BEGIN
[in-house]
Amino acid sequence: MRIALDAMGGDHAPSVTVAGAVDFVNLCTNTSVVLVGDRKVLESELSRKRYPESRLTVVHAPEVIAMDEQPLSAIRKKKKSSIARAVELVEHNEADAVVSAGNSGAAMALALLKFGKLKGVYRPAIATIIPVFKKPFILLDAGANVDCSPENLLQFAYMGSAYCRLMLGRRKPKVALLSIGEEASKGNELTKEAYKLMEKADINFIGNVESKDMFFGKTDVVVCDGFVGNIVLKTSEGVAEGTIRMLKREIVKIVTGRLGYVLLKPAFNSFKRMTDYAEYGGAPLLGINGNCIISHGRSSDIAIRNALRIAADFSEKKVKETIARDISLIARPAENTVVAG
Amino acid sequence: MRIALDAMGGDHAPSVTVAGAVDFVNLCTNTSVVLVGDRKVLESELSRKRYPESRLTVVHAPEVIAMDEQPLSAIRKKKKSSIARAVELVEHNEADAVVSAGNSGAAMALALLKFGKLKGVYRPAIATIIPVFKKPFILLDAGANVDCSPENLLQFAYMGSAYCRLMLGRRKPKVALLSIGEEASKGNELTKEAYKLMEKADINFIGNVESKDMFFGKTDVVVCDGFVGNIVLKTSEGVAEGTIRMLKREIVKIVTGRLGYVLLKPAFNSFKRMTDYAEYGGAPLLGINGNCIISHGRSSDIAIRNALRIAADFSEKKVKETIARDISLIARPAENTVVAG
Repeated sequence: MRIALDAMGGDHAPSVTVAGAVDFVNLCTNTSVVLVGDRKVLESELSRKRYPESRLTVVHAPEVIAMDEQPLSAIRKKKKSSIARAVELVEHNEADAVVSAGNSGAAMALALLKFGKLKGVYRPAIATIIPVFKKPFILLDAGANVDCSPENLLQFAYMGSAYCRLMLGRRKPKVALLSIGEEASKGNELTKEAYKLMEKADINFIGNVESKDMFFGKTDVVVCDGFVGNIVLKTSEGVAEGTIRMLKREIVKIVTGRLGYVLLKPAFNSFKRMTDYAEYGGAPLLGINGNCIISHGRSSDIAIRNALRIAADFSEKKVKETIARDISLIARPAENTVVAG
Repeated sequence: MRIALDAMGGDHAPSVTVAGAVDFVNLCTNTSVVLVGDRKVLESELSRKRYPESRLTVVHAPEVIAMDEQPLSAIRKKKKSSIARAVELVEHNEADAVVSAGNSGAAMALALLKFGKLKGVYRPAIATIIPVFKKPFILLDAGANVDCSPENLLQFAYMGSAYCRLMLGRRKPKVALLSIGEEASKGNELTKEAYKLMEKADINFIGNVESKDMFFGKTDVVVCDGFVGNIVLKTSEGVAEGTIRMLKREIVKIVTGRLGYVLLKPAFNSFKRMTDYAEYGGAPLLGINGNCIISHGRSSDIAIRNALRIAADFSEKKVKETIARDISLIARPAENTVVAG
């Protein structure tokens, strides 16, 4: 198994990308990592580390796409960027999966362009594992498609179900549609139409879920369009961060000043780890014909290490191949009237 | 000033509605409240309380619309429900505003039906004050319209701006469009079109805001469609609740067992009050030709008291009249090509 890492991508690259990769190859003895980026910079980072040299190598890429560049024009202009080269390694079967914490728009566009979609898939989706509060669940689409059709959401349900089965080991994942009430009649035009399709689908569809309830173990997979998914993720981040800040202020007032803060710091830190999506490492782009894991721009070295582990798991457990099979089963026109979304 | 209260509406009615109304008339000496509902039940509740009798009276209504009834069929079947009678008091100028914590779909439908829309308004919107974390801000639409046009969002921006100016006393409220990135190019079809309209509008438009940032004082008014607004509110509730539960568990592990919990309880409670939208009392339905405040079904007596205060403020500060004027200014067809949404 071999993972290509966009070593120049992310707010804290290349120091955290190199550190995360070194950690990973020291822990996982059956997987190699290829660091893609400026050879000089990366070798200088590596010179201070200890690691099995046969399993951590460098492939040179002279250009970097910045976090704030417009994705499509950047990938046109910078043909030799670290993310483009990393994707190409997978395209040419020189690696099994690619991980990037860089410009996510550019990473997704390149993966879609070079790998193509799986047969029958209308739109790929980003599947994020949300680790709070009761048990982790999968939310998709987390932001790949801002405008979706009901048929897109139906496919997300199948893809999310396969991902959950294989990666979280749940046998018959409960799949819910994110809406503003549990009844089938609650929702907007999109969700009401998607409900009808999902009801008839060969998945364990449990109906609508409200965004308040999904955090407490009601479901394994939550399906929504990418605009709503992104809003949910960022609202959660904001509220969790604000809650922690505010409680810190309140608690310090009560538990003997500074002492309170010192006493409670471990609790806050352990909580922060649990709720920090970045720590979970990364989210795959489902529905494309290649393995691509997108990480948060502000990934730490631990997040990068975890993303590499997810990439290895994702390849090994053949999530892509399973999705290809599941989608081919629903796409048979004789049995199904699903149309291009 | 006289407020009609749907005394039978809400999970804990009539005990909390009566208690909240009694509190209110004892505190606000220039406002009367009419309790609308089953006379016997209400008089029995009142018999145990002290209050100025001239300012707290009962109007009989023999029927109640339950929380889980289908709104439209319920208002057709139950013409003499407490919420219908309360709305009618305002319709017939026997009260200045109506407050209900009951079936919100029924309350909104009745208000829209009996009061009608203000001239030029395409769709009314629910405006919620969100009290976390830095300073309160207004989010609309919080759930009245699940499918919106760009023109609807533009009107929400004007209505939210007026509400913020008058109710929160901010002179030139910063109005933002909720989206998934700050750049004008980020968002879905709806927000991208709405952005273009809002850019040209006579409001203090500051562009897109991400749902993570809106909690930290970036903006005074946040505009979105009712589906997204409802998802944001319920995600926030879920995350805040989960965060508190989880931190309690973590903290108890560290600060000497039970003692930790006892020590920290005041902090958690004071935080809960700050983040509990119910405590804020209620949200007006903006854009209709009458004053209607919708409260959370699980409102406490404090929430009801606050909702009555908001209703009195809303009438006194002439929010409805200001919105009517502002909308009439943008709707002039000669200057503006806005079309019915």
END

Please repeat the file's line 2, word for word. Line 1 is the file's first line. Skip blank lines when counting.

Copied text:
Amino acid sequence: MRIALDAMGGDHAPSVTVAGAVDFVNLCTNTSVVLVGDRKVLESELSRKRYPESRLTVVHAPEVIAMDEQPLSAIRKKKKSSIARAVELVEHNEADAVVSAGNSGAAMALALLKFGKLKGVYRPAIATIIPVFKKPFILLDAGANVDCSPENLLQFAYMGSAYCRLMLGRRKPKVALLSIGEEASKGNELTKEAYKLMEKADINFIGNVESKDMFFGKTDVVVCDGFVGNIVLKTSEGVAEGTIRMLKREIVKIVTGRLGYVLLKPAFNSFKRMTDYAEYGGAPLLGINGNCIISHGRSSDIAIRNALRIAADFSEKKVKETIARDISLIARPAENTVVAG